Defined contribution plan money managers reported a surge in passive assets under management last year compared to 2015, according to Pensions & Investments' latest survey of these managers covering U.S. institutional tax-exempt assets.
Passive domestic equity assets climbed 14.3% to $1.24 trillion for the year ended Dec. 31, 2016, while passive domestic fixed income jumped 31.7% to $300.7 billion.
These numbers reflect internally managed assets, and they played the dominant role in overall internally managed assets rising 9.5% to $5.25 trillion in 2016 vs. 2015. Total DC assets under management gained 8.6% to $5.95 trillion during this period.
For both internally managed and overall DC assets, last year's gains reversed the slight declines in the previous survey covering 2015, when internally managed DC assets slipped by 0.9% and total DC assets fell by 1.1% from the 2014 figures.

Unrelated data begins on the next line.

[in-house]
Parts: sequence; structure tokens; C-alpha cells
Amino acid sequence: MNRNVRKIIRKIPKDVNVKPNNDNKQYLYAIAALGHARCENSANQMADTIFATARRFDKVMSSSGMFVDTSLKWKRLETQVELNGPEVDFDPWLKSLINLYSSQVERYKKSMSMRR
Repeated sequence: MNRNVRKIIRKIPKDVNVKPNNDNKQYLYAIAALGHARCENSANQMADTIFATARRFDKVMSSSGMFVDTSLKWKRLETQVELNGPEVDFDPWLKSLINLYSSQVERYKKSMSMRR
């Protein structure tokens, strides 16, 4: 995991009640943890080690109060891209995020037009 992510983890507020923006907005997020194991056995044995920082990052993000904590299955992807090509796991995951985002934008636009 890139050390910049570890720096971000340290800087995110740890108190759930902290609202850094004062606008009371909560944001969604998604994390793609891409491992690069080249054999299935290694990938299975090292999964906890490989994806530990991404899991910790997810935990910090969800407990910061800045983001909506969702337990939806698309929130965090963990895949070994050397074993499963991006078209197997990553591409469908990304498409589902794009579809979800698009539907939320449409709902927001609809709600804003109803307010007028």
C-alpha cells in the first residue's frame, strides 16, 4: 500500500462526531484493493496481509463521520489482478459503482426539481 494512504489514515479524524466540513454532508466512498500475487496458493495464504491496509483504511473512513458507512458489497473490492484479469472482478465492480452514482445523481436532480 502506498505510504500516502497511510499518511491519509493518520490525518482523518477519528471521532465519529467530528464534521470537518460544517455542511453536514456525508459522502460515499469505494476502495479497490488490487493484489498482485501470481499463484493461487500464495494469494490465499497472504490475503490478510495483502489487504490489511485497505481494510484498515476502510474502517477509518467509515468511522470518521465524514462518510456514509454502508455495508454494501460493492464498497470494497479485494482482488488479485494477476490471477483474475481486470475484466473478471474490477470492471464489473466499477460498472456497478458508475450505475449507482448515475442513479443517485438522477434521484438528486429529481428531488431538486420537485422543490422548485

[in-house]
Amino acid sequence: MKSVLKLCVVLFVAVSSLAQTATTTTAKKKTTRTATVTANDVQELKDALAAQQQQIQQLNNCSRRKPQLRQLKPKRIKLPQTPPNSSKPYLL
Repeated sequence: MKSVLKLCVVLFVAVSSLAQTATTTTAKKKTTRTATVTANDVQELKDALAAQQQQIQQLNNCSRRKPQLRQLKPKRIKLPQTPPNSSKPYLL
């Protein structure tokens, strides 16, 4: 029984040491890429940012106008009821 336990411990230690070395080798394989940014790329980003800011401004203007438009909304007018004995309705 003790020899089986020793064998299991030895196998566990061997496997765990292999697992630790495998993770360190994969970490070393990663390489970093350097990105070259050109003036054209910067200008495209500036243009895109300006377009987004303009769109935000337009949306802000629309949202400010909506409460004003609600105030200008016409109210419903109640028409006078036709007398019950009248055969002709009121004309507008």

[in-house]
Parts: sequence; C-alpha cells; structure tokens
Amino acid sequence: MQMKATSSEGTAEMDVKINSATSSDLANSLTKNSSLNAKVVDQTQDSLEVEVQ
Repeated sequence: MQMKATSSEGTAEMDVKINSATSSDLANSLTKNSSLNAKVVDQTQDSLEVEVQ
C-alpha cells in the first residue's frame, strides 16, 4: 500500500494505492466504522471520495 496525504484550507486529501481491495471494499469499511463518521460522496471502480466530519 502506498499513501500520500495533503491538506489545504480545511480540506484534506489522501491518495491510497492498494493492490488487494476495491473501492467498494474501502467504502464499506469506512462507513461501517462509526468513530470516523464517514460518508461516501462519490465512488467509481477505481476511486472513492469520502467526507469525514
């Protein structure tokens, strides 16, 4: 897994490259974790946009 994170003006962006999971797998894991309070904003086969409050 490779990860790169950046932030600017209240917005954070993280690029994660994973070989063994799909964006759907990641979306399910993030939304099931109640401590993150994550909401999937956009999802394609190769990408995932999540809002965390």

DC consultants said they weren't surprised by the gains in passive domestic equity assets, noting plan sponsors and participants are embracing index funds for reasons that include disappointment with active managers, efforts to reduce fees and strategies of adding a passive equity component to complement an active equity offering.
"Participants want less expensive funds," said Martin Schmidt, principal at HS2 Benefits in Chicago. "They are asking for a more economical fund lineup."
The Department of Labor's rules on fee transparency plus fee-related lawsuits brought under the Employee Retirement Income Security Act have played a role in sponsors' actions, too, said Douglas M. Balsam, principal and director of institutional consulting for DiMeo Schneider & Associates LLC, Chicago.
"There's a greater feeling of comfort for the fiduciaries" when offering index funds, said Mr. Balsam, adding that sponsors are more willing to terminate an active manager that has struggled for several years to outperform benchmarks. Actively managed domestic equity assets fell by 2% to $1.32 trillion last year, according to the P&I survey.